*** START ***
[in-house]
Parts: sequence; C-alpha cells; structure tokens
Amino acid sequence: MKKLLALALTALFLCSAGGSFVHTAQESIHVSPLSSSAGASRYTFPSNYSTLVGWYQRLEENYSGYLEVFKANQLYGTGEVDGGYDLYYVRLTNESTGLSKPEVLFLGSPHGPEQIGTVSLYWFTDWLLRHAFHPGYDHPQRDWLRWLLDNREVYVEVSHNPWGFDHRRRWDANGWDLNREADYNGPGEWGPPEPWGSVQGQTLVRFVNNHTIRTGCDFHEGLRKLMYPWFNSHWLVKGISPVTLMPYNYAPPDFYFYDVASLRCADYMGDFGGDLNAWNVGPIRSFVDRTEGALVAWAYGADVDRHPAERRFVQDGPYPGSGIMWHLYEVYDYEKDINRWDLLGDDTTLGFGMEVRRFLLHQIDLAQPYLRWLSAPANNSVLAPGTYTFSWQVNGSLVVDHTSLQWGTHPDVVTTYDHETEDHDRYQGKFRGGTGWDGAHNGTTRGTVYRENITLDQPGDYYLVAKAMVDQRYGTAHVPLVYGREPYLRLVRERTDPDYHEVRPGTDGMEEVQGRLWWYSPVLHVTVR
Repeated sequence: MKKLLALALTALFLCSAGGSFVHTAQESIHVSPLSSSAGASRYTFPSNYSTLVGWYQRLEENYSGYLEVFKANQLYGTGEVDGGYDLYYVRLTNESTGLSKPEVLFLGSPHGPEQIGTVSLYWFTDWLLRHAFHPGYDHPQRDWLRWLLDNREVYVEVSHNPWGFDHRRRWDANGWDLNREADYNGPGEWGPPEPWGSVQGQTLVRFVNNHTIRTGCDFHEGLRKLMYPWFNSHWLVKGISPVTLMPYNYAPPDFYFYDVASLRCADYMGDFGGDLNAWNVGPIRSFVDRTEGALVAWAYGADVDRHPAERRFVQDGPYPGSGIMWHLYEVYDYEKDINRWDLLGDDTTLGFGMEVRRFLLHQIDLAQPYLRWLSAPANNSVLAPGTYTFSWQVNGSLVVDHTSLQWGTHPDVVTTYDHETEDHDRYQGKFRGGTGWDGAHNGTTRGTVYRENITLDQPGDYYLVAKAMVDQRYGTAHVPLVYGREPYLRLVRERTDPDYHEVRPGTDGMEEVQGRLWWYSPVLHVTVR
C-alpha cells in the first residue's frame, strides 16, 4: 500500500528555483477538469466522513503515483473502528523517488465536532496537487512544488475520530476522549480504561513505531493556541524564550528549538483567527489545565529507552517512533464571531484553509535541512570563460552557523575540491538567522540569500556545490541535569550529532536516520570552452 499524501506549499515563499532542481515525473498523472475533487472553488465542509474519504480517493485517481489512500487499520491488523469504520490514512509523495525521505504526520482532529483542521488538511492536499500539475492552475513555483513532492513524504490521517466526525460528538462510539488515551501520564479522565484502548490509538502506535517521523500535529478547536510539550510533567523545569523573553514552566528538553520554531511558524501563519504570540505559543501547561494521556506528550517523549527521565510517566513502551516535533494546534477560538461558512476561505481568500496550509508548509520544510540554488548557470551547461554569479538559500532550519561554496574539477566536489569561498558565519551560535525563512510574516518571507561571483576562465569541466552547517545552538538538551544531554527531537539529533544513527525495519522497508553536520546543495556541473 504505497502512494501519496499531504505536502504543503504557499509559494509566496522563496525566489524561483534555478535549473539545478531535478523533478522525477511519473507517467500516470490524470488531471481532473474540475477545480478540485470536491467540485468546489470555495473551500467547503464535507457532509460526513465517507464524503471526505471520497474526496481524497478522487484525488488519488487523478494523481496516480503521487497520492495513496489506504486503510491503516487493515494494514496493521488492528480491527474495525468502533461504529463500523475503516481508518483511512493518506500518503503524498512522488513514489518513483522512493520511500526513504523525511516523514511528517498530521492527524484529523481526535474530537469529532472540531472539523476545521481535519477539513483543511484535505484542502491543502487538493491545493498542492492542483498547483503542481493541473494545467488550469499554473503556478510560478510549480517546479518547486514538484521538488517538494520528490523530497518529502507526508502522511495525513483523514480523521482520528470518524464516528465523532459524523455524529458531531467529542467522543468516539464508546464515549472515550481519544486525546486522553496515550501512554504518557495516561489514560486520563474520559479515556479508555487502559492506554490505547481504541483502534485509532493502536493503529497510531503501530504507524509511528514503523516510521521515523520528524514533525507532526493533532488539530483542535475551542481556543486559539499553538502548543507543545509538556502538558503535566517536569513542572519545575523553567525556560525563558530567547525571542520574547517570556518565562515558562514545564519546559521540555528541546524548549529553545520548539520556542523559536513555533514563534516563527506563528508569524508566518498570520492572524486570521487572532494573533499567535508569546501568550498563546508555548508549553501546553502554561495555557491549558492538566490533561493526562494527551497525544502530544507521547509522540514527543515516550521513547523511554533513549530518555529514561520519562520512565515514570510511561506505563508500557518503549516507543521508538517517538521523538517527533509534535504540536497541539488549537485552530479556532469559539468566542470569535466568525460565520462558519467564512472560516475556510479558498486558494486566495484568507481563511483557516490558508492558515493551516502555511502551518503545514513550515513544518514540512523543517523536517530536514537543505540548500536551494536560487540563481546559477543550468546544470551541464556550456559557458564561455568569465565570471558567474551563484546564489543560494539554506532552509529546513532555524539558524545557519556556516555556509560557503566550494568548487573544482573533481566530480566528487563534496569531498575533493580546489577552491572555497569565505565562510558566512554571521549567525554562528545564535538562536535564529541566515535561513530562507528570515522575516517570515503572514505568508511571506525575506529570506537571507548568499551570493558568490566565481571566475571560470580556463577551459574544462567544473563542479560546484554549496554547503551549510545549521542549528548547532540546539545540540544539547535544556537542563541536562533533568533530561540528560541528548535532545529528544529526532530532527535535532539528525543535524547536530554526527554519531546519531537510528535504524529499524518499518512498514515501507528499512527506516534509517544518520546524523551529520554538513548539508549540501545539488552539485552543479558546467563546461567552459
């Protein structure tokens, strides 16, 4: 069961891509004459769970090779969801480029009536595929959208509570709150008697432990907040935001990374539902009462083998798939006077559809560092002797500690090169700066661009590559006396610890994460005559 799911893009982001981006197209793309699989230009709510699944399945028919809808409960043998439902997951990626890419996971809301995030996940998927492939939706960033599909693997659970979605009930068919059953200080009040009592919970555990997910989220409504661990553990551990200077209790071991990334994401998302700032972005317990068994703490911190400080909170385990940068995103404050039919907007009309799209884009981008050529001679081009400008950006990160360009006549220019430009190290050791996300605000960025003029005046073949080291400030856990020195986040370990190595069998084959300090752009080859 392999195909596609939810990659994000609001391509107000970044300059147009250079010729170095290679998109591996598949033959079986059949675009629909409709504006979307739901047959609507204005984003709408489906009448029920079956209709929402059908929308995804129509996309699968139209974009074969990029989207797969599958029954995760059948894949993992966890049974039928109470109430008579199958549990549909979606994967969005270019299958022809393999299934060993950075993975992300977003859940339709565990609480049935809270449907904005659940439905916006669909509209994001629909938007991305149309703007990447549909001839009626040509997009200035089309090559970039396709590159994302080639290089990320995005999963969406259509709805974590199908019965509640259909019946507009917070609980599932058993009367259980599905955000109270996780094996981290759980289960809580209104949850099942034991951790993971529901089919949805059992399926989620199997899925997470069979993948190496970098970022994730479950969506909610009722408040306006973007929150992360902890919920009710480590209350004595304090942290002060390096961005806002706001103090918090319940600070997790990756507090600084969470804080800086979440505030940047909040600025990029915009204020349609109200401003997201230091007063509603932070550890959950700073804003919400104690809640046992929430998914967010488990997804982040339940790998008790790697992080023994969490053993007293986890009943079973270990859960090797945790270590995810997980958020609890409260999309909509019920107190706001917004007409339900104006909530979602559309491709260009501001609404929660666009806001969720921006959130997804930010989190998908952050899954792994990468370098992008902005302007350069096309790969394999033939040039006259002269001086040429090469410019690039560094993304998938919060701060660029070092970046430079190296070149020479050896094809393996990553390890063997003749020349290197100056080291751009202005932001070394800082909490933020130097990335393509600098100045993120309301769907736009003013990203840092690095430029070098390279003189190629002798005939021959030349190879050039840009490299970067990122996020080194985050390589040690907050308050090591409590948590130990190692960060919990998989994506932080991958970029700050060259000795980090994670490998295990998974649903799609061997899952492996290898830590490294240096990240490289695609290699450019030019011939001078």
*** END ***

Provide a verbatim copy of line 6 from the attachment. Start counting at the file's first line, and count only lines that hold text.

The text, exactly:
């Protein structure tokens, strides 16, 4: 069961891509004459769970090779969801480029009536595929959208509570709150008697432990907040935001990374539902009462083998798939006077559809560092002797500690090169700066661009590559006396610890994460005559 799911893009982001981006197209793309699989230009709510699944399945028919809808409960043998439902997951990626890419996971809301995030996940998927492939939706960033599909693997659970979605009930068919059953200080009040009592919970555990997910989220409504661990553990551990200077209790071991990334994401998302700032972005317990068994703490911190400080909170385990940068995103404050039919907007009309799209884009981008050529001679081009400008950006990160360009006549220019430009190290050791996300605000960025003029005046073949080291400030856990020195986040370990190595069998084959300090752009080859 392999195909596609939810990659994000609001391509107000970044300059147009250079010729170095290679998109591996598949033959079986059949675009629909409709504006979307739901047959609507204005984003709408489906009448029920079956209709929402059908929308995804129509996309699968139209974009074969990029989207797969599958029954995760059948894949993992966890049974039928109470109430008579199958549990549909979606994967969005270019299958022809393999299934060993950075993975992300977003859940339709565990609480049935809270449907904005659940439905916006669909509209994001629909938007991305149309703007990447549909001839009626040509997009200035089309090559970039396709590159994302080639290089990320995005999963969406259509709805974590199908019965509640259909019946507009917070609980599932058993009367259980599905955000109270996780094996981290759980289960809580209104949850099942034991951790993971529901089919949805059992399926989620199997899925997470069979993948190496970098970022994730479950969506909610009722408040306006973007929150992360902890919920009710480590209350004595304090942290002060390096961005806002706001103090918090319940600070997790990756507090600084969470804080800086979440505030940047909040600025990029915009204020349609109200401003997201230091007063509603932070550890959950700073804003919400104690809640046992929430998914967010488990997804982040339940790998008790790697992080023994969490053993007293986890009943079973270990859960090797945790270590995810997980958020609890409260999309909509019920107190706001917004007409339900104006909530979602559309491709260009501001609404929660666009806001969720921006959130997804930010989190998908952050899954792994990468370098992008902005302007350069096309790969394999033939040039006259002269001086040429090469410019690039560094993304998938919060701060660029070092970046430079190296070149020479050896094809393996990553390890063997003749020349290197100056080291751009202005932001070394800082909490933020130097990335393509600098100045993120309301769907736009003013990203840092690095430029070098390279003189190629002798005939021959030349190879050039840009490299970067990122996020080194985050390589040690907050308050090591409590948590130990190692960060919990998989994506932080991958970029700050060259000795980090994670490998295990998974649903799609061997899952492996290898830590490294240096990240490289695609290699450019030019011939001078």